Some European scrap suppliers have sold out until March because of shortages of collecting materials resulting from difficult winter conditions and low prices. The shortage of scrap in Europe and high demand from the Far East and China, as well as anticipated weak demand for finished products, could push Turkish buyers into a difficult position as they will have to decide whether or not to buy at high prices and whether they will continue to produce at high cost.

As far as the steel market is concerned, the situation depends very much on the improvement in the economy in general, both in Turkey and in Europe. If these economies improve, demand for steel will also improve. If they do not show significant improvement, demand for steel will remain limited.  Therefore, demand for raw materials and relative prices will depend more on availability than on overall worldwide demand for steel.

In Turkey, exports of long products has been weakening and could get weaker as Saudi Arabia and Iran, which are Turkey's  target markets, have been investing to expand their crude steel and rolling mill capacities. 

On the other hand, Turkey could target the whole of Africa as a virgin market from now on. Turkey's production of long products is still too high. New investments focus should be on squares, flat bars, molding bars as well as on sheets.

The margin between billets and longs is very narrow at 10  percent, having previously been at 20 -30 percent until this year. Since there are too many rolling mills in Turkey, there has been a billet shortage and a long products surplus in the local market.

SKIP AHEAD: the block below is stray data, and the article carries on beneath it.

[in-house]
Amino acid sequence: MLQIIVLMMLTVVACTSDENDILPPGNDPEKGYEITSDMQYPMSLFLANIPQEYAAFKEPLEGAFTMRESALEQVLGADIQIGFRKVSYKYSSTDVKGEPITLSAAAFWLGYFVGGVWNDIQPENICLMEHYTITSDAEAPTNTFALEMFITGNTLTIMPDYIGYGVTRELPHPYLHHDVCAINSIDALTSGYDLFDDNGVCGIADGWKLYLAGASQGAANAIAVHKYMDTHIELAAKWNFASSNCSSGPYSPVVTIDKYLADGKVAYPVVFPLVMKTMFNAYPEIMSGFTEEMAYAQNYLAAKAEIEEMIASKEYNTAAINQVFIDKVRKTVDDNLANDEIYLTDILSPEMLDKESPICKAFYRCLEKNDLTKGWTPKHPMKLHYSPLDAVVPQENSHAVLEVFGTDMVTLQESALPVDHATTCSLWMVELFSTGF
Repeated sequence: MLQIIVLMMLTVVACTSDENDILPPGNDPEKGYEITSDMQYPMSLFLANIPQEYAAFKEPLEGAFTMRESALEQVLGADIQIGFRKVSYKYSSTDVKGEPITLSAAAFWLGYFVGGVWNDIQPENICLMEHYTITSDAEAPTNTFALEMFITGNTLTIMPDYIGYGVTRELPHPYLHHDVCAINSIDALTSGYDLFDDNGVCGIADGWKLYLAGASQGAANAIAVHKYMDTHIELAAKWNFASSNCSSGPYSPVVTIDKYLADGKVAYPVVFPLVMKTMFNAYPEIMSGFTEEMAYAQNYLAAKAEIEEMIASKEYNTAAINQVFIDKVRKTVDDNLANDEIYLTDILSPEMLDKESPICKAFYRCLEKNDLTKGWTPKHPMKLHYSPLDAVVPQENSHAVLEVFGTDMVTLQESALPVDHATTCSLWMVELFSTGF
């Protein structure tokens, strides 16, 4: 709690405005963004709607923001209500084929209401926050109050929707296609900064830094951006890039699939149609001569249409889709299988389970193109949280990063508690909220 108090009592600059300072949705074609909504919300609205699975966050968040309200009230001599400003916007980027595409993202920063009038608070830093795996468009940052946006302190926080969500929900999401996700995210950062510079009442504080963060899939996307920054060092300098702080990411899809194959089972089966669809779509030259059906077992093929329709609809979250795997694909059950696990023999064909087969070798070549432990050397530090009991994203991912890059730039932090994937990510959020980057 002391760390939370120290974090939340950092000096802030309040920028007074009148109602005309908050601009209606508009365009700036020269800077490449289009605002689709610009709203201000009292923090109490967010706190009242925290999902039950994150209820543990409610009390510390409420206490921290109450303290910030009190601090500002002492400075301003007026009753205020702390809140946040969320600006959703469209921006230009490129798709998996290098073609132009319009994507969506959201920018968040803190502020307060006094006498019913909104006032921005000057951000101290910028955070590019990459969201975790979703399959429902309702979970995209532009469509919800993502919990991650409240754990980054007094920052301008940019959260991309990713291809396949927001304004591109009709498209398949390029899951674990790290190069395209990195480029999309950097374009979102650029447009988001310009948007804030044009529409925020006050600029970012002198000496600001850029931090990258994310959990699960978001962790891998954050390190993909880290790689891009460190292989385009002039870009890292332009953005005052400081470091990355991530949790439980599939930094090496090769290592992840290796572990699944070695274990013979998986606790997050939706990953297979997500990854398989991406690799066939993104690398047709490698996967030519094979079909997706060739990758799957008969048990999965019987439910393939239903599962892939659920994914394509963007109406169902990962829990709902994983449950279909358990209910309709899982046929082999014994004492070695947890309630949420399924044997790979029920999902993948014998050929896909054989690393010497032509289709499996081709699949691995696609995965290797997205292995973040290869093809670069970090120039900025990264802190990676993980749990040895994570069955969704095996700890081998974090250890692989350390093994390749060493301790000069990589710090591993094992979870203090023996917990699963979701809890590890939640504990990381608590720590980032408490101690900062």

However, there are many factors affecting prices and competition, such as;

1. Exchange rates

EUR/USD and USD/ TRL rates will definitely affect Turkish steel market and prices. If the EUR/USD rate goes down (we expect between 1.36-1.47 in the near future) this will strengthen Turkish exports. As Turkey imports steel scrap mostly from Europe on EUR basis and sells products to the Middle East, Far East and the US on USD basis. If the USD becomes stronger against the EUR and TRL, this will also affect domestic prices and push them higher.

2. Domestic and foreign steel demand

Turkey has always been a steel producing country which has produced more than its consumes. Turkey has to export its production and manage its product range wisely.

3. Target markets, countries and their economies

Export target countries and their economies should be strong. Customers should be able to keep purchasing and paying on time. Also, if these countries decide to make new investments or expand their current capacities in this sector, this will negatively effect Turkey's steel exports.